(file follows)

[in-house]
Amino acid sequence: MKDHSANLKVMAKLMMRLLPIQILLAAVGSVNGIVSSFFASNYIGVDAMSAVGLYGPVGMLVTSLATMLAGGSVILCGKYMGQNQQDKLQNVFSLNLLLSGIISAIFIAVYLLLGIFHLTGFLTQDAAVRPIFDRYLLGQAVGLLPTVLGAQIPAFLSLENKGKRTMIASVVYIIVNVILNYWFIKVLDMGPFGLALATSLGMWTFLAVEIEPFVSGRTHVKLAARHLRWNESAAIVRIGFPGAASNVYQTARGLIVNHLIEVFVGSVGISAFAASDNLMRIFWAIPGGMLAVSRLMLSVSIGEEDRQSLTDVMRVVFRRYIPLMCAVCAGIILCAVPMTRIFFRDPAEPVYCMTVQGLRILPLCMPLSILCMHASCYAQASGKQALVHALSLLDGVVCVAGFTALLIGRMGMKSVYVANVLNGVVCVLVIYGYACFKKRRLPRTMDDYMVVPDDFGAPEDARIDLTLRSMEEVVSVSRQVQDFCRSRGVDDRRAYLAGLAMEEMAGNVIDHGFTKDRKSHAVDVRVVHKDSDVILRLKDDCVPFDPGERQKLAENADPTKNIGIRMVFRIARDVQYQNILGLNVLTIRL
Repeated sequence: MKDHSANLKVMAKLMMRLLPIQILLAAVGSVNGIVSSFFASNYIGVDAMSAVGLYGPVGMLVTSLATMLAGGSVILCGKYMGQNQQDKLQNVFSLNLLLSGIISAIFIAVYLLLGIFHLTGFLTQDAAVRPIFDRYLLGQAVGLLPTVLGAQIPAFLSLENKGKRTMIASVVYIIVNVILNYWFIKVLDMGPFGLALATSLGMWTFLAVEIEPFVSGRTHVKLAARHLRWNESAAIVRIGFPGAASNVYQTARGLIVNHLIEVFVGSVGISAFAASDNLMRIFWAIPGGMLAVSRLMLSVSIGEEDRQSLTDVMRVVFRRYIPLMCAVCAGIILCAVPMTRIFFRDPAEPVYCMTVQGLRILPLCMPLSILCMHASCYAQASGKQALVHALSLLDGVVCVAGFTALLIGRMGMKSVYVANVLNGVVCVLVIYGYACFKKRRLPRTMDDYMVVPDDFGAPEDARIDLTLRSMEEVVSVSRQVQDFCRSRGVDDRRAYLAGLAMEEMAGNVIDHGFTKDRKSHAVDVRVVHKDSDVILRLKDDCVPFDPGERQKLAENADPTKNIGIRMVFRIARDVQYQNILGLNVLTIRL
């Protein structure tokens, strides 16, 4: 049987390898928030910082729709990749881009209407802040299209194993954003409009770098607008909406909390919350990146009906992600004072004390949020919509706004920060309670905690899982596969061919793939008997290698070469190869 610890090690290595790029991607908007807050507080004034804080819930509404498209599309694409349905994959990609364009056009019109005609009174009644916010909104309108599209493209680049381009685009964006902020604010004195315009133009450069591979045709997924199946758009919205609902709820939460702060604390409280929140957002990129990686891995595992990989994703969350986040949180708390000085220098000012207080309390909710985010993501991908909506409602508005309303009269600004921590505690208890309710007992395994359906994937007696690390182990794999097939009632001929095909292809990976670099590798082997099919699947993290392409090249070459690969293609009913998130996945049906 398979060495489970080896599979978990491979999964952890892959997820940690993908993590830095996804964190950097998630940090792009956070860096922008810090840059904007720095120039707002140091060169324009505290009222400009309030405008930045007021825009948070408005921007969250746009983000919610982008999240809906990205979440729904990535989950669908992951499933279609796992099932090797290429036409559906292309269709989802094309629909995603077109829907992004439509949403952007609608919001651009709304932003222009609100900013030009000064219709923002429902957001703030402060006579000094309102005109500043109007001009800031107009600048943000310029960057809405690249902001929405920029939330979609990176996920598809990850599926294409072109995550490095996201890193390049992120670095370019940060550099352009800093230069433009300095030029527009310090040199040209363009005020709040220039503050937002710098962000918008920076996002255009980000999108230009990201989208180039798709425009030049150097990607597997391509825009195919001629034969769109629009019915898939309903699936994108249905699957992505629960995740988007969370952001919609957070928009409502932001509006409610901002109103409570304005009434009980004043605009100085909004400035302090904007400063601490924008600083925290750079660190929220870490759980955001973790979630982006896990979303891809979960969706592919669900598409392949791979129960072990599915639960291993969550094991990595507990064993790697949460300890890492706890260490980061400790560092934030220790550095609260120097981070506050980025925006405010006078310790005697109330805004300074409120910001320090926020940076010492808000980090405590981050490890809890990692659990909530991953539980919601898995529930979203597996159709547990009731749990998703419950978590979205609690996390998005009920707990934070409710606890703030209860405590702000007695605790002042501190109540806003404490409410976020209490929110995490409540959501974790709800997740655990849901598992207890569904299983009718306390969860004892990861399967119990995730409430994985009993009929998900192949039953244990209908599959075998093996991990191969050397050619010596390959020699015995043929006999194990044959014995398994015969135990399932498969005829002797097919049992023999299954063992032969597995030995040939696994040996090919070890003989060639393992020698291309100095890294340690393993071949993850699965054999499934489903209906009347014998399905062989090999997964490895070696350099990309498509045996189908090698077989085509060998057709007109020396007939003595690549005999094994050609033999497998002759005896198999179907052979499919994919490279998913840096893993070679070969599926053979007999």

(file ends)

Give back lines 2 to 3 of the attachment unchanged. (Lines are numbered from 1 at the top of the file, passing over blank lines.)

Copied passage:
Amino acid sequence: MKDHSANLKVMAKLMMRLLPIQILLAAVGSVNGIVSSFFASNYIGVDAMSAVGLYGPVGMLVTSLATMLAGGSVILCGKYMGQNQQDKLQNVFSLNLLLSGIISAIFIAVYLLLGIFHLTGFLTQDAAVRPIFDRYLLGQAVGLLPTVLGAQIPAFLSLENKGKRTMIASVVYIIVNVILNYWFIKVLDMGPFGLALATSLGMWTFLAVEIEPFVSGRTHVKLAARHLRWNESAAIVRIGFPGAASNVYQTARGLIVNHLIEVFVGSVGISAFAASDNLMRIFWAIPGGMLAVSRLMLSVSIGEEDRQSLTDVMRVVFRRYIPLMCAVCAGIILCAVPMTRIFFRDPAEPVYCMTVQGLRILPLCMPLSILCMHASCYAQASGKQALVHALSLLDGVVCVAGFTALLIGRMGMKSVYVANVLNGVVCVLVIYGYACFKKRRLPRTMDDYMVVPDDFGAPEDARIDLTLRSMEEVVSVSRQVQDFCRSRGVDDRRAYLAGLAMEEMAGNVIDHGFTKDRKSHAVDVRVVHKDSDVILRLKDDCVPFDPGERQKLAENADPTKNIGIRMVFRIARDVQYQNILGLNVLTIRL
Repeated sequence: MKDHSANLKVMAKLMMRLLPIQILLAAVGSVNGIVSSFFASNYIGVDAMSAVGLYGPVGMLVTSLATMLAGGSVILCGKYMGQNQQDKLQNVFSLNLLLSGIISAIFIAVYLLLGIFHLTGFLTQDAAVRPIFDRYLLGQAVGLLPTVLGAQIPAFLSLENKGKRTMIASVVYIIVNVILNYWFIKVLDMGPFGLALATSLGMWTFLAVEIEPFVSGRTHVKLAARHLRWNESAAIVRIGFPGAASNVYQTARGLIVNHLIEVFVGSVGISAFAASDNLMRIFWAIPGGMLAVSRLMLSVSIGEEDRQSLTDVMRVVFRRYIPLMCAVCAGIILCAVPMTRIFFRDPAEPVYCMTVQGLRILPLCMPLSILCMHASCYAQASGKQALVHALSLLDGVVCVAGFTALLIGRMGMKSVYVANVLNGVVCVLVIYGYACFKKRRLPRTMDDYMVVPDDFGAPEDARIDLTLRSMEEVVSVSRQVQDFCRSRGVDDRRAYLAGLAMEEMAGNVIDHGFTKDRKSHAVDVRVVHKDSDVILRLKDDCVPFDPGERQKLAENADPTKNIGIRMVFRIARDVQYQNILGLNVLTIRL